The Americans With Disabilities Amendments Act of 2008 (ADAAA), which became effective on Jan. 1, 2009, made a number of significant changes to the definition of “disability” under the Americans with Disabilities Act (ADA). It also directed the Equal Employment Opportunity Commission (EEOC) to amend its ADA regulations to reflect the changes made by the ADAAA. The EEOC issued a Notice of Proposed Rulemaking on Sept. 23, 2009. The final regulations were published in the Federal Register on March 25, 2011.
The ADAAA specifically states that the definition of disability should be interpreted in favor of broad coverage of individuals. Few cases have been decided yet under the ADAAA, but two courts that recently have considered the quantum of evidence required to establish a disability have both focused on a comparison of the plaintiff to an average person in the general population, as set forth in the final regulations.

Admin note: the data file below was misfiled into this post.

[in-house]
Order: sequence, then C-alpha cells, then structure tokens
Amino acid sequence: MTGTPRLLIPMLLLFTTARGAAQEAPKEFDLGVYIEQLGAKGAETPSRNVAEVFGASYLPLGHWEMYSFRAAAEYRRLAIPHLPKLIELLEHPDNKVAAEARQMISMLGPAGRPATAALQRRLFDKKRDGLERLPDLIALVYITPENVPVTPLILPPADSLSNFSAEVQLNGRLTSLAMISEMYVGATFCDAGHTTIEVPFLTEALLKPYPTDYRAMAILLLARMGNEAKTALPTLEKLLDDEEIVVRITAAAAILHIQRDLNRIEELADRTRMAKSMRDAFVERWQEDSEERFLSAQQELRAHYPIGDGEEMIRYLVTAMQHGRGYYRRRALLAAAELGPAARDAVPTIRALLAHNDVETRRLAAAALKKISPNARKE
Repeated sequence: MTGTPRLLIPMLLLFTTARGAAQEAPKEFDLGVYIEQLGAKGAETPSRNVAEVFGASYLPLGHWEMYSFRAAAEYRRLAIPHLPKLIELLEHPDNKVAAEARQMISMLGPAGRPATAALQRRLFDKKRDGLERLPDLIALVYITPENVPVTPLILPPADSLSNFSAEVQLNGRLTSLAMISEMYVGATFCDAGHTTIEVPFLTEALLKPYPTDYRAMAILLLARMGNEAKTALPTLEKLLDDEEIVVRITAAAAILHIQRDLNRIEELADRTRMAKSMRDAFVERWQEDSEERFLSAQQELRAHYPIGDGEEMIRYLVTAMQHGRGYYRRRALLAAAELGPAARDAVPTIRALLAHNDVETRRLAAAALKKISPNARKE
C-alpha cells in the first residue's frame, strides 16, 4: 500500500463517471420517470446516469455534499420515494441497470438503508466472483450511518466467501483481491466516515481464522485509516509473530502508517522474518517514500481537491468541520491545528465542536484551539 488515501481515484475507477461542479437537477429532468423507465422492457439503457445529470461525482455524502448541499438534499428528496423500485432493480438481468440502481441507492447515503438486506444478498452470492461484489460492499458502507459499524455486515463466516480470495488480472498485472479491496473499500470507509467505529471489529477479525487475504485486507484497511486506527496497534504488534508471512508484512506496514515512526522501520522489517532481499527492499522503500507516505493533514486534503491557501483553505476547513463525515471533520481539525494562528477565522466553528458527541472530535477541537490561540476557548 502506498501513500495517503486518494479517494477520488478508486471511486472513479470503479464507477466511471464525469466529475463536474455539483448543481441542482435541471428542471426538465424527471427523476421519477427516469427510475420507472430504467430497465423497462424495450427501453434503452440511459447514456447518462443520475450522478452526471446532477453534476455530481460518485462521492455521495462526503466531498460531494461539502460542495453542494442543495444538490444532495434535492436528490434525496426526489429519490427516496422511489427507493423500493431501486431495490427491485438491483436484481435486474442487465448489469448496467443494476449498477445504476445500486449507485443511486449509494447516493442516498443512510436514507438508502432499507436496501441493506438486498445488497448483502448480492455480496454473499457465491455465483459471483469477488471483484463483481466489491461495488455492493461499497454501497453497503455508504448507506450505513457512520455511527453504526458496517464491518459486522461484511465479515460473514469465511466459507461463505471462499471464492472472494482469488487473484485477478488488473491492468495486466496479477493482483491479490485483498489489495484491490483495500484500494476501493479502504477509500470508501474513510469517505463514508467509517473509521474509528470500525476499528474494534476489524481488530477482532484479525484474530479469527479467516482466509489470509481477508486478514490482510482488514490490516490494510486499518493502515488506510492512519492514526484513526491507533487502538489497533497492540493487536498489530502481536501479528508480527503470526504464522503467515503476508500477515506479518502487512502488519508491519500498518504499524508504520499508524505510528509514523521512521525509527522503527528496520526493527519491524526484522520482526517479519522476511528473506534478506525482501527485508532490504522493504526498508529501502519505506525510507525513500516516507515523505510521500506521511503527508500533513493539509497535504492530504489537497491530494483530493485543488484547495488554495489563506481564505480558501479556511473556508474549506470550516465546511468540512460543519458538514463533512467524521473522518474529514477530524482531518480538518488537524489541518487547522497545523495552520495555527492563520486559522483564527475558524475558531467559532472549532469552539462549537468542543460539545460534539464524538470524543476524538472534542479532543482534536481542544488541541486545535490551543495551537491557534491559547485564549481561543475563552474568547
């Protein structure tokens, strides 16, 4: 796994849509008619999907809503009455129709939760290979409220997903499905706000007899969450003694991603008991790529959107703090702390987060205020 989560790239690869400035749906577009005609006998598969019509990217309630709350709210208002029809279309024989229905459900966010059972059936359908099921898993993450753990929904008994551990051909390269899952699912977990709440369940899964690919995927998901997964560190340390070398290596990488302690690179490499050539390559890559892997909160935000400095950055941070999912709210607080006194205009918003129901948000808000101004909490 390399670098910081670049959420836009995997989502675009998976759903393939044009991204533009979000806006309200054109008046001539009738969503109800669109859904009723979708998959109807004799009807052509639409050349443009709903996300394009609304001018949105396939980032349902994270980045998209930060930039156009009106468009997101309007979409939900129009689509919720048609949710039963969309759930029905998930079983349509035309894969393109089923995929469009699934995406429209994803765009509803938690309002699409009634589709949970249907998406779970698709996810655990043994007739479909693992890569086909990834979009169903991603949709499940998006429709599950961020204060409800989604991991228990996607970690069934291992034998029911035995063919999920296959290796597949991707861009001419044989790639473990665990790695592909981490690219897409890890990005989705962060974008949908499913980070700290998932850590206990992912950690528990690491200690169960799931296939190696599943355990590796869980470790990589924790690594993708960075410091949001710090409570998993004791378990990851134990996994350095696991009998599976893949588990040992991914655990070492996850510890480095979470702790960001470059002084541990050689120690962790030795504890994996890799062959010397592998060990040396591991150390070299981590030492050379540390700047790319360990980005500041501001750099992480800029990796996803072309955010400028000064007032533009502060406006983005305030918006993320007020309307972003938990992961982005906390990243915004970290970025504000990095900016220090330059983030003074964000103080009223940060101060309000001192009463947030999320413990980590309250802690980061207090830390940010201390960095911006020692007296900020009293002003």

On Jan. 4, 2012, in Molina v. DSI Renal, Inc., the District Court for the Western District of Texas denied summary judgment for the defendant, finding that the plaintiff was disabled although she had testified that her back pain “did not impact her ability to do any of her activities and did not change the way she did her household activities or how she worked.”
The court found “the fact that Molina learned to work through her pain to continue performing her regular tasks “does not necessarily preclude her from being considered disabled.” In so holding, the court noted evidence that Molina’s condition affected her in the activities of sleeping, sitting, standing and lifting, and that she required medication for pain. In its analysis, the court relied on EEOC guidance under the ADAAA, stating that courts should "compare the condition under which the individual performs the major life activity" or "the manner in which the individual performs the major life activity" as compared to the general population.